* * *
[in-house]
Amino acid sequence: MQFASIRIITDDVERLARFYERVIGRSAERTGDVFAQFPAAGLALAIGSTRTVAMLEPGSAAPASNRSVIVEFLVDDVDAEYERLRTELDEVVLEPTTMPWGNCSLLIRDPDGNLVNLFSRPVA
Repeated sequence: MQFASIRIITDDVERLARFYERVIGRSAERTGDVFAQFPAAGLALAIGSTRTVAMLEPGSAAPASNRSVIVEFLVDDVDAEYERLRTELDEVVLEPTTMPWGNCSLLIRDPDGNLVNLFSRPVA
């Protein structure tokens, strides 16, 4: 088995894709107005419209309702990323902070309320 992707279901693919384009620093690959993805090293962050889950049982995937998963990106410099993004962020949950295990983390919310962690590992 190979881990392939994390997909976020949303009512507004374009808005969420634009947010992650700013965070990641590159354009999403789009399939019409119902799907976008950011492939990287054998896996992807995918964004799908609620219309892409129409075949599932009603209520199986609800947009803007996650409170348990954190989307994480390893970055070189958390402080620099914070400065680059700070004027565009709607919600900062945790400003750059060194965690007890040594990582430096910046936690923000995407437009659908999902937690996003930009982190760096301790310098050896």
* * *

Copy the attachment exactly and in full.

[in-house]
Amino acid sequence: MQFASIRIITDDVERLARFYERVIGRSAERTGDVFAQFPAAGLALAIGSTRTVAMLEPGSAAPASNRSVIVEFLVDDVDAEYERLRTELDEVVLEPTTMPWGNCSLLIRDPDGNLVNLFSRPVA
Repeated sequence: MQFASIRIITDDVERLARFYERVIGRSAERTGDVFAQFPAAGLALAIGSTRTVAMLEPGSAAPASNRSVIVEFLVDDVDAEYERLRTELDEVVLEPTTMPWGNCSLLIRDPDGNLVNLFSRPVA
């Protein structure tokens, strides 16, 4: 088995894709107005419209309702990323902070309320 992707279901693919384009620093690959993805090293962050889950049982995937998963990106410099993004962020949950295990983390919310962690590992 190979881990392939994390997909976020949303009512507004374009808005969420634009947010992650700013965070990641590159354009999403789009399939019409119902799907976008950011492939990287054998896996992807995918964004799908609620219309892409129409075949599932009603209520199986609800947009803007996650409170348990954190989307994480390893970055070189958390402080620099914070400065680059700070004027565009709607919600900062945790400003750059060194965690007890040594990582430096910046936690923000995407437009659908999902937690996003930009982190760096301790310098050896």